As we saw with PetrochemWorks, training and education partners have integrated the site into classrooms. There, they use it to help inform students as they make major choices in the “learning to earning journey.” At the same time, PetrochemWorks is a critical touchpoint for employer partners. This ensures a holistic experience for a diverse flow of site visitors.
Engaging candidates who may not have considered a financial services career is important. Lisa Tomanelli is the director of employment services for Henry Street Settlement, a nonprofit that delivers social services and other programs to more than 50,000 New Yorkers each year. In sharing her perspective about BankingOnMyCareer, she stressed job matching as a critical function of the solution. Her staff sometimes serve clients with potential that has gone unrecognized—even by the individuals themselves. This is always unfortunate and often tragic. But it’s when the guided, interactive career-match function of Work Learn Earn sites can have incredible impact. As it connects formerly sidelined people to industry talent pipelines, Work Learn Earn awakens them to their own potential, launches rewarding careers and increases social mobility.
Our most recent Work Learn Earn partnership has culminated in TN.WorkLearnEarn.org. The website—created in partnership with the Bill & Melinda Gates Foundation, Complete Tennessee, the Tennessee Higher Education Commission, and the Tennessee Department of Economic & Community Development—launched last year with a broader scope than its predecessors. In fact, the statewide initiative covers eight industries. Although applied on a larger scale, the mission is the same. TN.WorkLearnEarn engages stakeholders to align higher education with labor market demands. At the same time, it offers empowering resources to job seekers. It presents clear, current and accurate career information, including geo-mapped data within interactive career and education-matching resources.
Nancy Eisenbrandt, the chief operating officer of the Nashville Area Chamber of Commerce, has seen the Work Learn Earn solution create an array of new opportunities. She recognizes that the ability to inform people where jobs are, what businesses need, and where to find the education to succeed is critical to the state’s long-term prosperity.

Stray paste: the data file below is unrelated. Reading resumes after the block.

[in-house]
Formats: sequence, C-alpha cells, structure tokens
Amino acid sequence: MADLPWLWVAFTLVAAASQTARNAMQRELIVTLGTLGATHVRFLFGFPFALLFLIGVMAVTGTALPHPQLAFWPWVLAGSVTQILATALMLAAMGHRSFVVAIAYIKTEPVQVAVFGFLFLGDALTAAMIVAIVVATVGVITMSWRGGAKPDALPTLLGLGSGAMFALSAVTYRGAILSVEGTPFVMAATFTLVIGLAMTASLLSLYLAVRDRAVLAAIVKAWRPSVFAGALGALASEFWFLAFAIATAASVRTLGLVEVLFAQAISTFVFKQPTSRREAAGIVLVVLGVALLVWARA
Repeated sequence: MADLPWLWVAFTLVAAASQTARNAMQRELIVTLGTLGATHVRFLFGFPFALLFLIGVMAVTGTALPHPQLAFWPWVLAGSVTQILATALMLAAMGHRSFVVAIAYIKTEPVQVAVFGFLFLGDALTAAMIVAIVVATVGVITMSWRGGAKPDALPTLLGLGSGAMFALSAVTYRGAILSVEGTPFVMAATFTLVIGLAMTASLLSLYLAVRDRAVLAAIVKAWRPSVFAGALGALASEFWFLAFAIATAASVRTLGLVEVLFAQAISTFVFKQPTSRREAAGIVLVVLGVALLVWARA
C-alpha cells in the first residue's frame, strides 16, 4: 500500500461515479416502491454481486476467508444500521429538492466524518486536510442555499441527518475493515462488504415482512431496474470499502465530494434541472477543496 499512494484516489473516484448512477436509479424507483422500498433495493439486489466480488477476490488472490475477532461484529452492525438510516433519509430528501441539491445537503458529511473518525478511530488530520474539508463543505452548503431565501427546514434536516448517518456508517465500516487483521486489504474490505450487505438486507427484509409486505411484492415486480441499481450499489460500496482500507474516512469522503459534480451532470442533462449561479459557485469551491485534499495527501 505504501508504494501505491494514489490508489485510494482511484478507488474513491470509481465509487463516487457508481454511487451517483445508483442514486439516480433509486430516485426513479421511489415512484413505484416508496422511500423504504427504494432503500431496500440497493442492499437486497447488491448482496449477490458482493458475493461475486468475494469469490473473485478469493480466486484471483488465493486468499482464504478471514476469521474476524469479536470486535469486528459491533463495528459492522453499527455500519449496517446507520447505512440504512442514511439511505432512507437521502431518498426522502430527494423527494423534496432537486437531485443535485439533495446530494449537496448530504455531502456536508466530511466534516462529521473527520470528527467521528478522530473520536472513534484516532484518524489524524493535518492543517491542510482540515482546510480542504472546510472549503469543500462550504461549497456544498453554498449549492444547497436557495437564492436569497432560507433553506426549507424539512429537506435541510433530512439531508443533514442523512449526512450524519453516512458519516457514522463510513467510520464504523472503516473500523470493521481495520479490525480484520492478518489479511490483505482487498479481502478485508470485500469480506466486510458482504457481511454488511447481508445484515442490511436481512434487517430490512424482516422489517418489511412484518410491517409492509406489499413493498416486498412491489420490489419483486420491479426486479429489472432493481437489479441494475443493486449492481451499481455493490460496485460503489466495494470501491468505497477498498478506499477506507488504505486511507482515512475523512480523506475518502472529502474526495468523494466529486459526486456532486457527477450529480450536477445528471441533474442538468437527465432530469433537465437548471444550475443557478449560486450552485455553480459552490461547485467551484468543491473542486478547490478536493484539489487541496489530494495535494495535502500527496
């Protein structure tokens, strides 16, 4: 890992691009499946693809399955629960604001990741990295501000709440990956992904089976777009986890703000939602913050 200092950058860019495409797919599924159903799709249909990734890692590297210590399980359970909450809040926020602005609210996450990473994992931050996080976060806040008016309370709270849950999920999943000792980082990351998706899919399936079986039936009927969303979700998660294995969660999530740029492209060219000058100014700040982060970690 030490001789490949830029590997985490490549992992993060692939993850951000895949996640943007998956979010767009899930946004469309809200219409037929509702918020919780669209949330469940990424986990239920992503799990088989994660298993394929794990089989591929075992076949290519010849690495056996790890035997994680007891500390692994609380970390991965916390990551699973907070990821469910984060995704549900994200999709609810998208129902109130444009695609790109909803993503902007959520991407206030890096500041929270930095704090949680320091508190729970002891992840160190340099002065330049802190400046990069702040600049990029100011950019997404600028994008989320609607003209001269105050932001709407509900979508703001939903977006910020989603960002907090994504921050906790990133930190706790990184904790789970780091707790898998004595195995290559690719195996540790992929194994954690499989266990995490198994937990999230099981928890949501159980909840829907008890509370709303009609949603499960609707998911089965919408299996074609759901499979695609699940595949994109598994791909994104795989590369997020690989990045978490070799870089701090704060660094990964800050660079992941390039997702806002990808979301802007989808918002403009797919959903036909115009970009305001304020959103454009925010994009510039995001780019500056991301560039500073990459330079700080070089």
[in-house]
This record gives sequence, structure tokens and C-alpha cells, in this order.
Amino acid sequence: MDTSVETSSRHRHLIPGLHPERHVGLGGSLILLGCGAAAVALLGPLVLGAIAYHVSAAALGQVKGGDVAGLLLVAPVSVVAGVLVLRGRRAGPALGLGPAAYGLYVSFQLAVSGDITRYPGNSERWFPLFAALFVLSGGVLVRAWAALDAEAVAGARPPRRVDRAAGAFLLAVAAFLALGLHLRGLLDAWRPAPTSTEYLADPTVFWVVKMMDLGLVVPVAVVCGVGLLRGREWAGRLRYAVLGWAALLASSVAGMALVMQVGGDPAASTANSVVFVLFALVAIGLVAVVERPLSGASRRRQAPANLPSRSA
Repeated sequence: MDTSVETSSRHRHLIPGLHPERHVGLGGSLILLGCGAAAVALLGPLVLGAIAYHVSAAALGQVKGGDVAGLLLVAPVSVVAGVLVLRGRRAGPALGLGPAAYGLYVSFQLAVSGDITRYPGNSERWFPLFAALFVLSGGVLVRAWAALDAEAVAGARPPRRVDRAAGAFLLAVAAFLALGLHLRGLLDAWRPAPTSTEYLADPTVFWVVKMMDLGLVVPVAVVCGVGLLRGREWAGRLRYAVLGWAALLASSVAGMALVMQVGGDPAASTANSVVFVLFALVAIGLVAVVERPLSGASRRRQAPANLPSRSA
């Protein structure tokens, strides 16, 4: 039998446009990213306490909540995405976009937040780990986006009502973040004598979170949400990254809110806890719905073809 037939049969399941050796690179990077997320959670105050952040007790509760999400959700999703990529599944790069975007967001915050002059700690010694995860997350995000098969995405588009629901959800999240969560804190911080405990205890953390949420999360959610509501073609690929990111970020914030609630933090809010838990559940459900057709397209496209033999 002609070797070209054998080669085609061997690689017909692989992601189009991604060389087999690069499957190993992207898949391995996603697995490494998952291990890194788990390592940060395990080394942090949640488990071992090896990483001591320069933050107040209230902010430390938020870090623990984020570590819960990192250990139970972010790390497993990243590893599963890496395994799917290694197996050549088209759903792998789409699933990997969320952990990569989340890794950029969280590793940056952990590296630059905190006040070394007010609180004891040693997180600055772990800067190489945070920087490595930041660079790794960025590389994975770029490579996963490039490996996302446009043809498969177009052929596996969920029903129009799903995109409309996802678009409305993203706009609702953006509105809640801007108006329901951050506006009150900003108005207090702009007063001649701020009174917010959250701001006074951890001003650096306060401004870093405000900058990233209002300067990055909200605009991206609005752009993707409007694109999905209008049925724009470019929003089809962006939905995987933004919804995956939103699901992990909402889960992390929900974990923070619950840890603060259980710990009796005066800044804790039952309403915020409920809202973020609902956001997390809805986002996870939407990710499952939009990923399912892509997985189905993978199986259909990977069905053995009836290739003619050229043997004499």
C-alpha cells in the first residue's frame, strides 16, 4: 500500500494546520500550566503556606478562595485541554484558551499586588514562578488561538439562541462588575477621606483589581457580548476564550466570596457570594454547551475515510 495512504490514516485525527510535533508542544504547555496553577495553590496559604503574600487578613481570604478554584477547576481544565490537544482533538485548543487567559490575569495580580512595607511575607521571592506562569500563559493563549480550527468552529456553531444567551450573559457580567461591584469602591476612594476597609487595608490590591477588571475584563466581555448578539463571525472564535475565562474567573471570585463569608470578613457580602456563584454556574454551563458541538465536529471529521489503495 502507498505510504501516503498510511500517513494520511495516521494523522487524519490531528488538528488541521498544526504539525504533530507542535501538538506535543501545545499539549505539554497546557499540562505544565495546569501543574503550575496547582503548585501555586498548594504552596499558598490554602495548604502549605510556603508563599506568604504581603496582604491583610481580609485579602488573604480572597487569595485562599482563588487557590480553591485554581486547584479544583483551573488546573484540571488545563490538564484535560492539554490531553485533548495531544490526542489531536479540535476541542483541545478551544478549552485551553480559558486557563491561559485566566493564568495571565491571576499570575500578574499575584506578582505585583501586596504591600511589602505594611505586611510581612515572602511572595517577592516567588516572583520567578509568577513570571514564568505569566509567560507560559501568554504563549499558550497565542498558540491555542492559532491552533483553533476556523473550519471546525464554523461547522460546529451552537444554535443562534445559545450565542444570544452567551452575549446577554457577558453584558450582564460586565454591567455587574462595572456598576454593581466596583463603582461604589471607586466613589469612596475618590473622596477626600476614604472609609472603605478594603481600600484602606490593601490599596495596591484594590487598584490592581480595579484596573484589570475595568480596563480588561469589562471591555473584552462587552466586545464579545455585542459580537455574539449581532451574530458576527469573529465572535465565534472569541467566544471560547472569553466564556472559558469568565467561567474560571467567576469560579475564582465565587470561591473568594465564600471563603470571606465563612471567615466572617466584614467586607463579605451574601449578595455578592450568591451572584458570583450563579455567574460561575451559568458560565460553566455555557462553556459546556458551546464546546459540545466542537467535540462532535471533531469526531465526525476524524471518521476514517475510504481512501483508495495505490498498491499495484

Of course, the real winners are working adults who use lifelong learning to adapt with evolving workplaces. But that also benefits entire regions. When workers upskill, they feed talent pipelines that are the lifeblood of thriving economies. We’ve seen that in the Gulf Coast area, the New York City region and across Tennessee.
Recent estimates show that a shortage of qualified employees could place more than $1.7 trillion in yearly revenue at risk in the U.S. by 2030. That’s about 6 percent of our economy. This is one reason the opportunity to scale up the Work Learn Earn resource is so exciting. The Work Learn Earn model harnesses both technology and the power of collaboration. In developing and implementing digital resources, hundreds of partners in education, workforce development, and private industry have engaged with CAEL. That makes a great case study for a holistic approach to workforce and education challenges. At the same time, it creates a wealth of fresh information and experiences. It’s a way to complement long-standing principles with refined, “battle tested” best practices.
So, what is next with Work Learn Earn? CAEL is engaging with communities around the country about what a partnership could deliver for them. It starts with meeting representatives from local industries, workforce organizations and schools. We follow this by parsing through extensive regional labor market data, using this research to develop and market a customized web site and marketing plan. But Work Learn Earn will always run behind the scenes. Its purpose is to help make local businesses and schools the heroes. After all, job seekers and students look to them for guidance to rewarding career paths.
I hope you have the chance to see such a partnership add impetus to the work, learn, earn continuum in your area. In the meantime, I invite you to visit our Work Learn Earn microsite. We will continue to share updates about how it is helping towns, cities and regions serve the adult working learners in their communities.
Author Perspective: Association